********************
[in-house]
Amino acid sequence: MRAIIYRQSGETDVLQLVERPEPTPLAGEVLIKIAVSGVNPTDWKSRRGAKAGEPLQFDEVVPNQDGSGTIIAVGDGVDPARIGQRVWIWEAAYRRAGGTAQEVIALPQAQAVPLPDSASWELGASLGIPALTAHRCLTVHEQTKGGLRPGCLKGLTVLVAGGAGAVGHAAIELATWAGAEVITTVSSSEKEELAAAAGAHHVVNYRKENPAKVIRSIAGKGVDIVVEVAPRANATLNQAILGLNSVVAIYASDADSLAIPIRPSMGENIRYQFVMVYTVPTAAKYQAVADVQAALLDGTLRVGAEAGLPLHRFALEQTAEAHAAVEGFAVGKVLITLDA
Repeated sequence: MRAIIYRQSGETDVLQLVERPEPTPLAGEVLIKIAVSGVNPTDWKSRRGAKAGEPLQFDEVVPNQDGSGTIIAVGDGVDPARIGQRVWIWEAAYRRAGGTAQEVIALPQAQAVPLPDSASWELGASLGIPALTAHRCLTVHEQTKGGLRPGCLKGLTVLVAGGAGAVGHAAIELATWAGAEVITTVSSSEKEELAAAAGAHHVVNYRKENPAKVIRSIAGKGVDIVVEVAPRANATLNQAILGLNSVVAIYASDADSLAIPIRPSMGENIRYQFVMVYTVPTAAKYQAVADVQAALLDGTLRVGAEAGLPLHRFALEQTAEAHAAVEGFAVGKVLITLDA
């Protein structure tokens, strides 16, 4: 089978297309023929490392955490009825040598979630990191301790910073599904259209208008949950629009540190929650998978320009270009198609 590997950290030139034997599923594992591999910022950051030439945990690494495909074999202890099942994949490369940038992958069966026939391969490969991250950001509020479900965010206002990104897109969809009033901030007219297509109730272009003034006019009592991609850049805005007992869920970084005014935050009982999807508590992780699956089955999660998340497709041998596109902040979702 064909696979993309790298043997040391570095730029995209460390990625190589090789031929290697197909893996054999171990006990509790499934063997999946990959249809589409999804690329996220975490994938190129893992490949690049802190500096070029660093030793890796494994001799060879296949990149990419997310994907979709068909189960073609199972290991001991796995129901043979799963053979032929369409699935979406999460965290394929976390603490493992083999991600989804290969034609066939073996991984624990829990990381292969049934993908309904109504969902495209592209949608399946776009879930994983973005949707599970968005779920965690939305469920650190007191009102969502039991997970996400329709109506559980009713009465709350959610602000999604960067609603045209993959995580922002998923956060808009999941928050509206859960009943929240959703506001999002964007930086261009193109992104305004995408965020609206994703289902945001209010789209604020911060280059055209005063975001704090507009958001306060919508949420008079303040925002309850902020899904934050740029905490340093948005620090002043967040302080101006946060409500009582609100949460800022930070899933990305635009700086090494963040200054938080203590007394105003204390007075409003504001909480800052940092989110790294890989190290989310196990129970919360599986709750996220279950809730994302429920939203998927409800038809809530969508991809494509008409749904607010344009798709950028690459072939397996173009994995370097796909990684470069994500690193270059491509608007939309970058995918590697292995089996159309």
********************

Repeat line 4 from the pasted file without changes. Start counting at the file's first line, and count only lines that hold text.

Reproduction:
């Protein structure tokens, strides 16, 4: 089978297309023929490392955490009825040598979630990191301790910073599904259209208008949950629009540190929650998978320009270009198609 590997950290030139034997599923594992591999910022950051030439945990690494495909074999202890099942994949490369940038992958069966026939391969490969991250950001509020479900965010206002990104897109969809009033901030007219297509109730272009003034006019009592991609850049805005007992869920970084005014935050009982999807508590992780699956089955999660998340497709041998596109902040979702 064909696979993309790298043997040391570095730029995209460390990625190589090789031929290697197909893996054999171990006990509790499934063997999946990959249809589409999804690329996220975490994938190129893992490949690049802190500096070029660093030793890796494994001799060879296949990149990419997310994907979709068909189960073609199972290991001991796995129901043979799963053979032929369409699935979406999460965290394929976390603490493992083999991600989804290969034609066939073996991984624990829990990381292969049934993908309904109504969902495209592209949608399946776009879930994983973005949707599970968005779920965690939305469920650190007191009102969502039991997970996400329709109506559980009713009465709350959610602000999604960067609603045209993959995580922002998923956060808009999941928050509206859960009943929240959703506001999002964007930086261009193109992104305004995408965020609206994703289902945001209010789209604020911060280059055209005063975001704090507009958001306060919508949420008079303040925002309850902020899904934050740029905490340093948005620090002043967040302080101006946060409500009582609100949460800022930070899933990305635009700086090494963040200054938080203590007394105003204390007075409003504001909480800052940092989110790294890989190290989310196990129970919360599986709750996220279950809730994302429920939203998927409800038809809530969508991809494509008409749904607010344009798709950028690459072939397996173009994995370097796909990684470069994500690193270059491509608007939309970058995918590697292995089996159309």